Your child’s first steps are exciting. Although they’re clumsy, you love seeing your child progress, delighted with his or her new accomplishment.

As you watch your child run and play, you might notice a unique gait. Although children need to learn how to walk properly, some parents see their child pointing his or her toes inward or outward more than the other kids their age. This can be a sign of intoeing or out-toeing.

Are You Sure Your Child Is Intoeing or Out-Toeing?

It’s normal to be unsure of whether your child is intoeing or out-toeing. After all, as children learn how to walk, they often stumble and teeter. Many parents aren’t sure if this is typical of the learning process or if there is a bigger problem.

If you’ve noticed your child’s toes pointing inward or outward, there might be a health problem that’s causing your child to walk differently from the other kids.

While your child masters the art of running, jumping, and walking, monitor his gait and the direction of his toes. As he becomes increasingly confident on his feet, watch the direction of his toes. If he still walks “pigeon-toed” (or with his feet inward) or has his toes pointed outward, it may be the sign of a bigger issue that needs to be corrected.

What Causes Intoeing or Out-Toeing?

There are many reasons why your child might walk with an inward or outward gait:

  • Your child has a slight rotation or twist in his legs or ankles (this is the most common).

  • Your child has an unusual curve to his feet.

  • Your child’s intoeing or out-toeing is genetic.

  • Something happened in the womb that caused your child’s feet to develop in a way that would cause them to go in or out.

No matter what the cause, it is a good idea for you to see a podiatrist if you notice any symptoms. Some of the most common symptoms to watch out for are the shape of your child’s foot, limping, swelling, pain, or clumsiness. If you notice any of these along with a unique gait in your child, visit our office.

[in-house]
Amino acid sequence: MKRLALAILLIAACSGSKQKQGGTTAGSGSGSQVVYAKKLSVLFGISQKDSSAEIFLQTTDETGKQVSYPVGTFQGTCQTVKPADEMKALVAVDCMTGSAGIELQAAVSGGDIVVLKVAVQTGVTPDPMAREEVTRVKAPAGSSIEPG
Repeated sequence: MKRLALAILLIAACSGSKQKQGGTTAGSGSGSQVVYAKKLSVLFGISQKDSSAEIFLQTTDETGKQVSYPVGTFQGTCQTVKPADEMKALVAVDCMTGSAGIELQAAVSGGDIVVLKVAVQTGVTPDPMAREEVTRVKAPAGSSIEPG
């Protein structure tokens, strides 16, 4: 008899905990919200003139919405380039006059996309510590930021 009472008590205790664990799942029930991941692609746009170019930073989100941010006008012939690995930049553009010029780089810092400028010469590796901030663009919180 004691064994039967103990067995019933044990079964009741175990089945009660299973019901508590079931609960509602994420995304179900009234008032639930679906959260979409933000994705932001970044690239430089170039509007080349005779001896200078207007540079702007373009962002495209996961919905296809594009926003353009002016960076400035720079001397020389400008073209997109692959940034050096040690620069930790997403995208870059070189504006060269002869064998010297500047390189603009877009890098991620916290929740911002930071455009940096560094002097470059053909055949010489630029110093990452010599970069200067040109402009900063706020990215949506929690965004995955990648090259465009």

Risk Factors

Without correcting intoeing or out-toeing, your child could have difficulty as he or she develops. Some of the most common concerns with intoeing and out-toeing include:

  • Unbalanced walking, which could lead to muscle strain.

  • Difficulty walking, running, or participating in athletic activities.

  • Deformities, such as hammertoe or bunions.

Diagnosing and Treating Intoeing or Out-Toeing Is Easy

Like any good parent, you’re concerned about your child’s comfort. Bringing your child in for a diagnosis of this foot problem might be difficult. Many parents are comforted by the fact that the diagnosis and treatment is easy.

  • To diagnose this condition, your podiatrist will perform a physical exam. If intoeing or out-toeing is suspected, your child might need to have an imaging test.

  • To treat this condition, your child might have to wear custom orthotics. In rare and extreme cases, your podiatrist might recommend surgery.

To find out more about this common children’s foot condition, and how you can treat it, talk to Dr. Gasparini and his team. Schedule your appointment today by calling 844-899-8658 and help your child have a healthier, happier future.